by Joe Ozier
Local author Joe Ozier shares about his dog Shep and the musical he wrote about him. This is a three part series. Enjoy part 3 and check out part 1 from November, and check out Part 2 from December. Check out our interview with Joe about his children’s book Shea’s Lounge.
Unfortunately, Shep was becoming a wanderer, and by that I mean he followed his nose and eyes in any and all directions. Everything was new to him and sometimes edible too. My tag line for him was, “The world is his buffet.” I would have to pry his nose off a piece of gum or a candy wrapper or call him several times before having to drag him away from, or out, of my neighbors’ backyards. I shared my office with others, and Shep wandered between the various areas at my workplace, checking out the people, oblivious to my calls for his return.
He was so focused and intent, that even when I was only a few feet away and touched him to get his attention, he jumped and turned around in fright. It reminded me of the time my mom scared me to death when she tapped me on my shoulder while I was singing at the top of my lungs to a Led Zeppelin song with my headphones on.
From the day I rescued him to the day I watched him take his last breath, he experienced everything as if it was the very first time. He lived over 13 years, much more than I had hoped to match for his 3½ years tied up. He really did “stop and smell the roses” his entire life. I jokingly introduced him to people as Shep the Wander Dog, and when people repeated it back, they would say, Shep the Wonder Dog, so that became his name and his legacy.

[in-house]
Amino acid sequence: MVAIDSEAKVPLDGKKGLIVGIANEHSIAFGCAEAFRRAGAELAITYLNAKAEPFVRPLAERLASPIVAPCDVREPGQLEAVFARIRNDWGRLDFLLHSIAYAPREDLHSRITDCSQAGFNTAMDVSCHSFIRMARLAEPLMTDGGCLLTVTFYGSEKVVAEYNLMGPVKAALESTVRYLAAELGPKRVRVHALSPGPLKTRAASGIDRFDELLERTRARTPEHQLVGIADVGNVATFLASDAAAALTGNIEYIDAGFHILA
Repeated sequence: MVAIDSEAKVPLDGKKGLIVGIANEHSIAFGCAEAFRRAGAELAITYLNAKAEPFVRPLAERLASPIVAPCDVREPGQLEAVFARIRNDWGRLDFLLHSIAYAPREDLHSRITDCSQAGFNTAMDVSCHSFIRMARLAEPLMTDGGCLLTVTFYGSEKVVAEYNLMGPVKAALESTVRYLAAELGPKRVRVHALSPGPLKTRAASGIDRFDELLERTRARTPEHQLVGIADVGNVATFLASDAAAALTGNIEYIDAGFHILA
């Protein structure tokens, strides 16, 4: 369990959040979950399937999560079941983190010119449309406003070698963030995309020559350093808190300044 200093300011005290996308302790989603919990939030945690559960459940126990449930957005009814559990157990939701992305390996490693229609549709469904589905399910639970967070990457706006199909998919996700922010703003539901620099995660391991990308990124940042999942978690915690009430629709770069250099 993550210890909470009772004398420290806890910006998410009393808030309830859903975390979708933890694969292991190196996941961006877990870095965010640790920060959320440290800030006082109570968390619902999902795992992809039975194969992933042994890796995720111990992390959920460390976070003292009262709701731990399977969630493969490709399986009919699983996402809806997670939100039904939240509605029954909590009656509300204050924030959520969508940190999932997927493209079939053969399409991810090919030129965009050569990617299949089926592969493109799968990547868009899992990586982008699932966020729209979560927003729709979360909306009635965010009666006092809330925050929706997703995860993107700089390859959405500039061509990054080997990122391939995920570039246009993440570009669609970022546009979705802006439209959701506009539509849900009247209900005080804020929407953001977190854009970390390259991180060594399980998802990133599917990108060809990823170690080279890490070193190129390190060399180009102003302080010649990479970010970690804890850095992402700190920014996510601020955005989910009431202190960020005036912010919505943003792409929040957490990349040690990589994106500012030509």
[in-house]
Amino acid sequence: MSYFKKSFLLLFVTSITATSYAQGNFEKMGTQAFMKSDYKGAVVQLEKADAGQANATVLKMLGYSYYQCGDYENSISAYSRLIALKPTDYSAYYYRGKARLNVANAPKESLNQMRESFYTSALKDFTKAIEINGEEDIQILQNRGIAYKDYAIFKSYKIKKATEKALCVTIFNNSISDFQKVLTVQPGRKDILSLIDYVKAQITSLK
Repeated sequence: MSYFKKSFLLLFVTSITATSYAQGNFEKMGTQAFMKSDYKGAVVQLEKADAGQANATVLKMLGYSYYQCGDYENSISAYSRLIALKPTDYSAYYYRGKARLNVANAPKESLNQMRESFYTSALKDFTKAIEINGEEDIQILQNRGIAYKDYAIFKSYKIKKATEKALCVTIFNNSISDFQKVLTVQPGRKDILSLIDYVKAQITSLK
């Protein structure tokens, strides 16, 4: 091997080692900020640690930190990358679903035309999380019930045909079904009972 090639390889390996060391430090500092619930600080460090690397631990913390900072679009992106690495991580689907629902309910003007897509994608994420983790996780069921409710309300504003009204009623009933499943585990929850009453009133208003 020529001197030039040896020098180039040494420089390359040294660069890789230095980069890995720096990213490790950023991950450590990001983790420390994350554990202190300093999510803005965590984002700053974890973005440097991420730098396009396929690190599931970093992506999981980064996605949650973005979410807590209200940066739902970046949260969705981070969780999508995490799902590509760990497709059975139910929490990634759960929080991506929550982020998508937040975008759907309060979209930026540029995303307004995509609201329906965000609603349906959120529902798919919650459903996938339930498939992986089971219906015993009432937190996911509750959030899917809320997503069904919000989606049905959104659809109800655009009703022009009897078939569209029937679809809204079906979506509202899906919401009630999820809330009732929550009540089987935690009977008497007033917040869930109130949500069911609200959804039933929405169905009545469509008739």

With overwhelming love and a sense of poetic justice, I witnessed the transformation of that angry, pathetic and neglected dog from Madera, California into a confident and obedient, theatrically-trained Shep, the Wonder Dog!
Two years after his rescue, I packed Shep into my fully-loaded Forerunner and started a new life for us in Sarasota, Florida, nearly 2,600 miles away from Fresno. I had always been interested in theater and so on my first day there, I auditioned for a part in a musical titled Merrily We Roll Along, and was cast in several roles. From that point on, I began performing in local community theaters. In my second show, Carnival, the director asked the cast if any of us had a dog that could perform tricks. I quickly answered, “Yes.” (My dad taught me to say yes first and then figure out later how you were going to do whatever you had said “yes” to!)I brought Shep to rehearsal and he was a hit with everyone…except the old guy who was the clown. The 30-plus kids and adults inundated Shep with constant petting, kind words and treats from the moment he arrived. He was supposed to be teamed up and work with the main clown of the show, but Shep always growled menacingly at him. The clown was very vocal about not wanting to work with Shep either, so the director asked me if I would work with him as his dog trainer and perform with him in the show. Interesting side note: Before the end of that show’s three week run, the director fired that Clown (no one usually ever gets let go from a show during the run). The director told me that he felt Shep must have known something early on about the man’s true character. The director told me that Shep could be in any show he was directing.